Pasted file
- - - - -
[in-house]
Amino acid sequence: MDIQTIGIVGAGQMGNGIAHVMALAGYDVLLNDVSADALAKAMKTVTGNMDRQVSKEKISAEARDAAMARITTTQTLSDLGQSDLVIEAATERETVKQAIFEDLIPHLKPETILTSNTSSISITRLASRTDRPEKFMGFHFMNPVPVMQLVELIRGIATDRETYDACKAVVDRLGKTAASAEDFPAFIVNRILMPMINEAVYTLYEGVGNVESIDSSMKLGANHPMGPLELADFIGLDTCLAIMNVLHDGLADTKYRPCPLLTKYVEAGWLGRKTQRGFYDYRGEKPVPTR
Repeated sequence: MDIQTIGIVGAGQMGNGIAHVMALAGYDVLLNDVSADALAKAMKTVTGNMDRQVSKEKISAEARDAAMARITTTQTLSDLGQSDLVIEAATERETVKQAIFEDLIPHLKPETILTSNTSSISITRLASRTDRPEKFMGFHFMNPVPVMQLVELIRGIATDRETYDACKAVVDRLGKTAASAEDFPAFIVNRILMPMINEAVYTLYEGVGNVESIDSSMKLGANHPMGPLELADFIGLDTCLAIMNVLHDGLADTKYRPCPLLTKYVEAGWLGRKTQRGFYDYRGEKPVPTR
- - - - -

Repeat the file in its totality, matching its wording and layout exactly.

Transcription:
[in-house]
Amino acid sequence: MDIQTIGIVGAGQMGNGIAHVMALAGYDVLLNDVSADALAKAMKTVTGNMDRQVSKEKISAEARDAAMARITTTQTLSDLGQSDLVIEAATERETVKQAIFEDLIPHLKPETILTSNTSSISITRLASRTDRPEKFMGFHFMNPVPVMQLVELIRGIATDRETYDACKAVVDRLGKTAASAEDFPAFIVNRILMPMINEAVYTLYEGVGNVESIDSSMKLGANHPMGPLELADFIGLDTCLAIMNVLHDGLADTKYRPCPLLTKYVEAGWLGRKTQRGFYDYRGEKPVPTR
Repeated sequence: MDIQTIGIVGAGQMGNGIAHVMALAGYDVLLNDVSADALAKAMKTVTGNMDRQVSKEKISAEARDAAMARITTTQTLSDLGQSDLVIEAATERETVKQAIFEDLIPHLKPETILTSNTSSISITRLASRTDRPEKFMGFHFMNPVPVMQLVELIRGIATDRETYDACKAVVDRLGKTAASAEDFPAFIVNRILMPMINEAVYTLYEGVGNVESIDSSMKLGANHPMGPLELADFIGLDTCLAIMNVLHDGLADTKYRPCPLLTKYVEAGWLGRKTQRGFYDYRGEKPVPTR